Community Partner: Sisseton-Wahpeton-Oyate Tribal Health Program and Aliive
This study seeks to determine the efficacy of using a tablet application, operated by trained community healthcare workers (CHW), as a diagnostic and informational tool for pregnant women on the Sisseton-Wahpeton-Oyate (SWO) reservation. Based on community input from focus group discussions, our team will develop a tablet application and facilitate CHW training. Data will be collected to assess the improvements in maternal healthcare, generated from this approach.
- Title: Controlling Urban Runoff: The Role of Enhanced Bioretention
Student Researchers: Breanna Mariano and Perrin Falkner
Faculty Advisor: Teresa B. Culver
Community Partner: City of Charlottesville
In efforts to effectively reduce stormwater pollutants and meet Total Maximum Daily
Load requirements in Charlottesville, Virginia, a newly enhanced bioretention system
was implemented at Venable Elementary in July 2015. University of Virginia students
will collect stormwater samples and determine through data analysis if this enhanced
bioretention system reduces stormwater runoff better than previous systems. If this new
system yields positive results, the city can widely implement it to be more cost-effective
- Title: Determining the Cultural Acceptability and Feasibility of Self-Screening for Cervical Cancer in Bluefields, Nicaragua
Student Researchers: Yolande Pokam Tchuisseu, Hala Al Kallas, Kaelor Gordon, and Mariana Forero
Faculty Advisor: Emma Mitchell
Community Partner: Centro de Derechos Humanos Cuidadanos y Autonomicos
Cervical cancer is a prevalent health issue in Nicaragua. Through interview and focus group with key informants in the community of Bluefields, Nicaragua, our team will work on a hyposthesis-generating study to determine the cultural acceptability and feasibility of cervical cancer screening methods. This research seeks to determine the necessary community informed set of recommendations in order to allow for the possible implementation of an evidence-based intervention to increase cervical cancer in Bluefields, Nicaragua.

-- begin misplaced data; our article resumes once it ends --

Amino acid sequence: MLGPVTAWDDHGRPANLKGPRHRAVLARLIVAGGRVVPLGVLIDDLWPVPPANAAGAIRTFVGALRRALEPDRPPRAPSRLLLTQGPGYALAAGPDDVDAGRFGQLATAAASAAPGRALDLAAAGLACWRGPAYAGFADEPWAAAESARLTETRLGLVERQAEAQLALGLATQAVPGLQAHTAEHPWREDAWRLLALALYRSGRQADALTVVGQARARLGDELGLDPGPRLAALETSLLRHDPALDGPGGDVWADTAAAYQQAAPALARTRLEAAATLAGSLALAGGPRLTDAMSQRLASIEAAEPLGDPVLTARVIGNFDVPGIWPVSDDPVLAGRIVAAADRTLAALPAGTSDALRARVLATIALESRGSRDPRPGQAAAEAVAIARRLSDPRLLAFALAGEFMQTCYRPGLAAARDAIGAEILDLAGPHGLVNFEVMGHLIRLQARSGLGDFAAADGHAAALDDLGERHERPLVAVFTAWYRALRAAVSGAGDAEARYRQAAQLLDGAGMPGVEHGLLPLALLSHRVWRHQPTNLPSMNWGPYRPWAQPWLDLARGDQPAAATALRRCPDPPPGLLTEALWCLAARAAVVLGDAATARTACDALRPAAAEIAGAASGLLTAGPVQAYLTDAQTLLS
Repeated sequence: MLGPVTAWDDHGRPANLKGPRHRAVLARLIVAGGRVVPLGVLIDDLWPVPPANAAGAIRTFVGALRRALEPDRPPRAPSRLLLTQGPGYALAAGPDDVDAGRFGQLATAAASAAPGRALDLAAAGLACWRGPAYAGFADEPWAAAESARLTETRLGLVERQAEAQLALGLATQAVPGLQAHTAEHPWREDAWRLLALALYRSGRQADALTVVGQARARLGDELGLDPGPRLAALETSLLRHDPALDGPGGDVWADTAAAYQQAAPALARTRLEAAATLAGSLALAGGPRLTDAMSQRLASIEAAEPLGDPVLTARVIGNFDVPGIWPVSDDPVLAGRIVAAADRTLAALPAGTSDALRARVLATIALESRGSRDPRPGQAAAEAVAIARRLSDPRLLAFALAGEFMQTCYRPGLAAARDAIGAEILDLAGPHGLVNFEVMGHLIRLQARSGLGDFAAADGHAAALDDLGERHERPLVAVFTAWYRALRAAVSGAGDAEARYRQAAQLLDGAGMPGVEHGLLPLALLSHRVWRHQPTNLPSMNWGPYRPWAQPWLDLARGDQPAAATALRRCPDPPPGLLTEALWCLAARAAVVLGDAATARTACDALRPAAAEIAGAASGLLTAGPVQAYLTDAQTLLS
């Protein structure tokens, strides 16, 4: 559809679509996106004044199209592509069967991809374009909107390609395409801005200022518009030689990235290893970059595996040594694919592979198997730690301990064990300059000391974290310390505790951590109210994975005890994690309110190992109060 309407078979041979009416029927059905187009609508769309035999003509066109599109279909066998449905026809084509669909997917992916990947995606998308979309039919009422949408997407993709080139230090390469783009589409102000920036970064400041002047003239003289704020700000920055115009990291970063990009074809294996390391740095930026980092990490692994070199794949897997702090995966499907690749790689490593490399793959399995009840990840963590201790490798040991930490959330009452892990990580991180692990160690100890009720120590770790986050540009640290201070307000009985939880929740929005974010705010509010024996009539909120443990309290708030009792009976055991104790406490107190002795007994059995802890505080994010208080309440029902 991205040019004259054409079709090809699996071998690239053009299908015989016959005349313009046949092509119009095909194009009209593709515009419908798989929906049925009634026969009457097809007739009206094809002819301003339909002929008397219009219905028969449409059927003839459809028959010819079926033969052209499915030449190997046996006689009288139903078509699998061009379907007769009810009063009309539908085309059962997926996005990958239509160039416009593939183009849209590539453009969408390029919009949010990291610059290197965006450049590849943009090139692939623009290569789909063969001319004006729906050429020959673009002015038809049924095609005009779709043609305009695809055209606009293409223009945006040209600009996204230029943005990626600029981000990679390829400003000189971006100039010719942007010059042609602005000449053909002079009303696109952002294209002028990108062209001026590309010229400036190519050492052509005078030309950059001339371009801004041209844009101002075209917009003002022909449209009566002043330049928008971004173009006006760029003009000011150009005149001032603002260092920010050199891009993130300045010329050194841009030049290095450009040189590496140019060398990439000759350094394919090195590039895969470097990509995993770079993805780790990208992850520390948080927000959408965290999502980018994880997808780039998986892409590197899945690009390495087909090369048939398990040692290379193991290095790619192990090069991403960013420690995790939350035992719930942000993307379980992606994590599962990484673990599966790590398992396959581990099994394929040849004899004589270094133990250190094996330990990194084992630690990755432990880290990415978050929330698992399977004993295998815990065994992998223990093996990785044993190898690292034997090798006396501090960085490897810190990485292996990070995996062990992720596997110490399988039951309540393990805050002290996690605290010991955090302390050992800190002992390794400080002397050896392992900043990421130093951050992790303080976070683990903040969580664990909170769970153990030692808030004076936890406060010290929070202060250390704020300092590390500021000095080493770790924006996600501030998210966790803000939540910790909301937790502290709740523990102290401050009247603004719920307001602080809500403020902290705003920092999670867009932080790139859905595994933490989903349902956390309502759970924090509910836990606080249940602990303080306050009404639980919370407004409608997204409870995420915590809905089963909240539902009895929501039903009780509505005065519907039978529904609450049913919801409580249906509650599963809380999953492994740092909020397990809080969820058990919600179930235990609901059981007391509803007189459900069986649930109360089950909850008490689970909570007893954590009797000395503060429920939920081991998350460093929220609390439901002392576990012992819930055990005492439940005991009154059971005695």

- Title: Age-Friendly Communities Research Project
Student Researcher: Catherine Tatman
Faculty Advisor: Daphne Spain
Community Partner: Senior Center of Charlottesville and seven more Charlottesville NPO
This research project is designed to aid a coalition of Non-Profit Organizations to move forward in their vision to make Charlottesville Virginia an Age-Friendly Community. The World Health Organization (WHO) guidelines and definitions for Age-Friendly Communities will be used in the research. Identifying agencies and organizations that are currently collecting pertinent data for the Charlottesville area/region constitutes is the purpose of the project.
- Title: Women's Reproductive Health Education in Guatemala: Promoting Education about Cervical Cancer
Student Researchers: Briana Williams and Emily Schutzenhofer
Faculty Advisor: Kent Wayland
Community Partner: Hospitalito Atitlan
The largely indigenous population of the Lake Atitlan basin faces many barriers to health-care, but one of the largest is education about resources available to meet their health needs. The need on which our project will focus is cervical cancer. We will collaborate with local organizations to develop appropriate tools to help women better utilize resources.
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Selected Resources on Community Based Research:
Director of Undergraduate Research Opportunities